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Sheppard gets 75 years for part in ‘pizza murder’

By Judith Pannebaker BCC

Jennilee Ann Sheppard, 27, was recently sentenced to 75 years in the Texas Department of Corrections for participating in the 2007 stabbing death of Leon Denver Poe in Kendall County.
Under the first degree felony plea, she could have been sentenced to five to 99 years to life in prison.
Last December, her accomplice and then-boyfriend, Karl Anthony Hodson, 24, formerly of Medina Lake, was found guilty of capital murder in Poe’s fatal stabbing and sentenced to life without parole. He is currently incarcerated in the Hughes Unit of the Texas Department of Corrections in Gatesville. Hodson has since appealed his sentence.
In lieu of standing trial for capital murder, last October, Sheppard, a former resident of San Antonio, pled guilty to aggravated robbery with a deadly weapon.
In July 2007, Hodson and Sheppard lured the pizza deliveryman to a semi-isolated area of Kendall County by calling in a bogus order. After Poe’s murder, they covered his body with a trash bag and concealed his car, which remained undiscovered for 24 hours.
For their trouble, Hodson and Sheppard netted $30, $15 of which they spent on gas to get back to Hodson’s home where the couple was staying. They also made off with the still-warm pizza order.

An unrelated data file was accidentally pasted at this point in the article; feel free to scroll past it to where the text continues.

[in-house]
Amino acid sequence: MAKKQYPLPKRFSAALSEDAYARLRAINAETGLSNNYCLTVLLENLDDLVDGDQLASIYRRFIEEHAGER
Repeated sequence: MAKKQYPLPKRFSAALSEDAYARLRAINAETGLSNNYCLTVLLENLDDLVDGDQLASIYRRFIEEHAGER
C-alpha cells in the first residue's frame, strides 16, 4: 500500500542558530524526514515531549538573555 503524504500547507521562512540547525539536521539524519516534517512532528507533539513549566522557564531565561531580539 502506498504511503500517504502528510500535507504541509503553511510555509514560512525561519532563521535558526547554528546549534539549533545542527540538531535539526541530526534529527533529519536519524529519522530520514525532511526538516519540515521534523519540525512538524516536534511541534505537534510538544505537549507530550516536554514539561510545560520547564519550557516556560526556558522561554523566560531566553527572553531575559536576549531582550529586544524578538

‘Loving & caring’
During the sentencing hearing on Thursday, Jan. 6, Sheppard’s defense attorney, Harold Danford of Kerrville, repeatedly cited Sheppard’s “low self esteem” and purported intoxication at the time of the botched robbery as reasons behind her involvement in the ill-starred plan.
Character witnesses testifying on Sheppard’s behalf included friends from high school and Palo Alto Community College who described Sheppard as “the best person I know” and “loving and caring.” One called Hodson “possessive” of Sheppard and attributed bruises found on Sheppard’s body as the result of “rough sex,” as explained by Sheppard.
Other defense witnesses included Sheppard’s stepfather and mother, Dave and Kimberly Sonnen. Both downplayed the incident that led to their daughter’s living with the Hodson family in Lakehills. Sheppard was sharing Karl Hodson’s room at the time of Poe’s murder.
Under cross-examination by Assistant District Attorney Lucy Wilke, Dave Sonnen said that Sheppard left the family home with Hodson after refusing to clean her room. He testified that her mother had said, “If you go out, don’t come back” - advice Sheppard apparently took.
‘No natural radar’
For her part, Kimberly Sonne said Sheppard had no natural radar when it came to her choice of boyfriends. She described her daughter as a “sweet and sensitive [person] who wouldn’t hurt a fly.”
Referring to the court-mandated pre-sentencing investigation (PSI), Wilke asked Kimberly Sonne about Sheppard’s allegations that she had consumed alcohol and drugs at an early age - and had, in fact, imbibed alcohol on occasion with her mother.